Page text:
A 65-year-old white woman was evaluated for a solitary pulmonary nodule. While undergoing a commercial whole-body CT screening examination 1.5 years earlier, she was found to have a 9-mm poorly marginated lesion in the right lower lobe of her lung. A short-term follow-up and/or diagnostic evaluation was strongly recommended, but the patient deferred. During the current evaluation, a follow-up chest CT scan demonstrated the presence of a 16-mm nodule in the right lower lobe with irregular margins (Fig 1). The patient denied dyspnea, fever, cough, hemoptysis, or weight loss. Her medical history was only pertinent for type II diabetes mellitus, hypertension, and hypercholesterolemia. Two years earlier, she had undergone a total abdominal hysterectomy with bilateral salpingo-oophrectomy for treatment of a borderline stage IA ovarian tumor. The patient had a remote cumulative 25-pack-year smoking history. Her family history was negative for cancer or lung disease.
Her physical examination showed normal vital signs. The chest, lung, cardiac, and abdominal examinations were unremarkable. She had no palpable lymphadenopathy. The results of her musculoskeletal examination were normal, and her neurologic examination did not reveal any deficits. The parameters of her laboratory test results were normal and included a CBC count, a blood chemistry profile, liver function tests, and measurement of serum calcium level. There are a lot of interesting and thought – provoking information. To read something interesting you may here Canadian HealthCare Mall healthcaremall4you.com.
A whole-body positron emission tomography (PET) study showed an isolated focus of abnormal, increased 18-fluorodeoxyglucose (FDG) activity (standardized uptake ratio, 4.8) corresponding to the location of the pulmonary nodule visualized on the chest CT scan (Fig 2). A bronchogenic carcinoma was strongly suspected based on the history, the results of the imaging studies, and the doubling time of the nodule. The patient was scheduled for a bronchoscopy followed by a wedge resection of the nodule. The treatment plan was to proceed with a right lower lobe lobectomy and systematic lymph node dissection in the same operative setting if the intraoperative histologic examination confirmed a diagnosis of non-small cell lung cancer.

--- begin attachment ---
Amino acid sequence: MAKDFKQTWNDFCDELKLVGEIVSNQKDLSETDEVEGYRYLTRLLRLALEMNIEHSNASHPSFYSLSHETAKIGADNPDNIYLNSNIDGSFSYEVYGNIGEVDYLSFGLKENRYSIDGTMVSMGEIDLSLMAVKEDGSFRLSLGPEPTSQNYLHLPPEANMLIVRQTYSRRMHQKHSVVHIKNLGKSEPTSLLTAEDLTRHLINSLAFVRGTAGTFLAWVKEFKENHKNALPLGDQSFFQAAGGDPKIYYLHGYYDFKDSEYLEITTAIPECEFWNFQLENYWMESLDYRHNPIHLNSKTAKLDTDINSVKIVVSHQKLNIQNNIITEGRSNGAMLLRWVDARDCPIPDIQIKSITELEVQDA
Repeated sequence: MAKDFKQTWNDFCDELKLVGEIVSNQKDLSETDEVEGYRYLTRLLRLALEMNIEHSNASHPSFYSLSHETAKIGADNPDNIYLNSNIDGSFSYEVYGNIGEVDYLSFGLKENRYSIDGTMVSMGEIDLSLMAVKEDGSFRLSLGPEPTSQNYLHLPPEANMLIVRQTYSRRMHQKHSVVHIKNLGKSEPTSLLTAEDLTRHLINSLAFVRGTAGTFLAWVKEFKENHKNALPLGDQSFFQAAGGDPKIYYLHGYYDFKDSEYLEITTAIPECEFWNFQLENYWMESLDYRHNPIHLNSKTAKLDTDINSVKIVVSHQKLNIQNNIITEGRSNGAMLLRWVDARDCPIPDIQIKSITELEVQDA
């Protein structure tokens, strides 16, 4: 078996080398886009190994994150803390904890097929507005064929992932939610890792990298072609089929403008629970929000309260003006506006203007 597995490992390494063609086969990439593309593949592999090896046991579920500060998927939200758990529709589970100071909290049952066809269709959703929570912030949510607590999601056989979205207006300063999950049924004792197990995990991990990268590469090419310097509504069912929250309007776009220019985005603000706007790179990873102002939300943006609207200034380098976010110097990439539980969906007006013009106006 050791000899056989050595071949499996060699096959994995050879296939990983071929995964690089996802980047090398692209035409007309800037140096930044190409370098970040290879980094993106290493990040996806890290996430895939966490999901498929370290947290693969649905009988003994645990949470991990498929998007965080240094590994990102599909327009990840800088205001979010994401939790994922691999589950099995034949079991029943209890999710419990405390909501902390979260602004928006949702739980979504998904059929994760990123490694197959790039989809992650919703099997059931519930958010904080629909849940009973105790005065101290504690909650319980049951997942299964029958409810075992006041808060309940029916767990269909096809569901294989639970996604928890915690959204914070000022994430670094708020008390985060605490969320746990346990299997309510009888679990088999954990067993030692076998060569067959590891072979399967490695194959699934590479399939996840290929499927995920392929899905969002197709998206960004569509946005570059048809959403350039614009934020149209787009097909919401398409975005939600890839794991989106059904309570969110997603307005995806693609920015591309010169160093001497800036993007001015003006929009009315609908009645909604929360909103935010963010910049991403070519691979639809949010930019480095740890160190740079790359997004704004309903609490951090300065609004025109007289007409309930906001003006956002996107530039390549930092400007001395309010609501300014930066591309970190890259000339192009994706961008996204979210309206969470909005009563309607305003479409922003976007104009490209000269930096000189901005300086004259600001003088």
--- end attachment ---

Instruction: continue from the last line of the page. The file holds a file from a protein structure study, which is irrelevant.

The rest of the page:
What is the diagnosis?
Diagnosis: Solitary pulmonary papilloma, glandular type
Our patient had a solitary, pulmonary glandular papilloma (Fig 3). In adults, a solitary pulmonary papilloma represents a rare benign neoplasm, which accounts for only 0.38% of all lung tumors and 7 to 8% of all benign lung tumors.-2 Little is known about their clinical and pathologic features. Unlike multiple papillomatosis, which is seen in young people, and frequently in children, the solitary pulmonary papilloma commonly appears in the fifth and sixth decades of life. The clinical manifestations of patients with solitary pulmonary papillomas are as follows: hemoptysis, dyspnea, wheezing, postobstructive pneumonia, or clinically asymptomatic radiographic abnormalities.
The following three histologic types have been recognized: squamous papillomas, glandular papillomas; and mixed squamous and glandular papillomas. Squamous papillomas and mixed squamous and glandular papillomas are predominantly seen in male smokers. Squamous papillomas are the most common type of solitary pulmonary papillomas. Squamous papillomas have been shown to be strongly associated with human papilloma virus infections, an association that has never been documented for glandular or mixed papillomas. Squamous papillomas demonstrate a high rate of malignant transformation, ranging from 8 to 40%.> The risk of transformation increases with exposure to tobacco products,” age > 40 years, and infections with human papillomavirus serotype 16 or 18.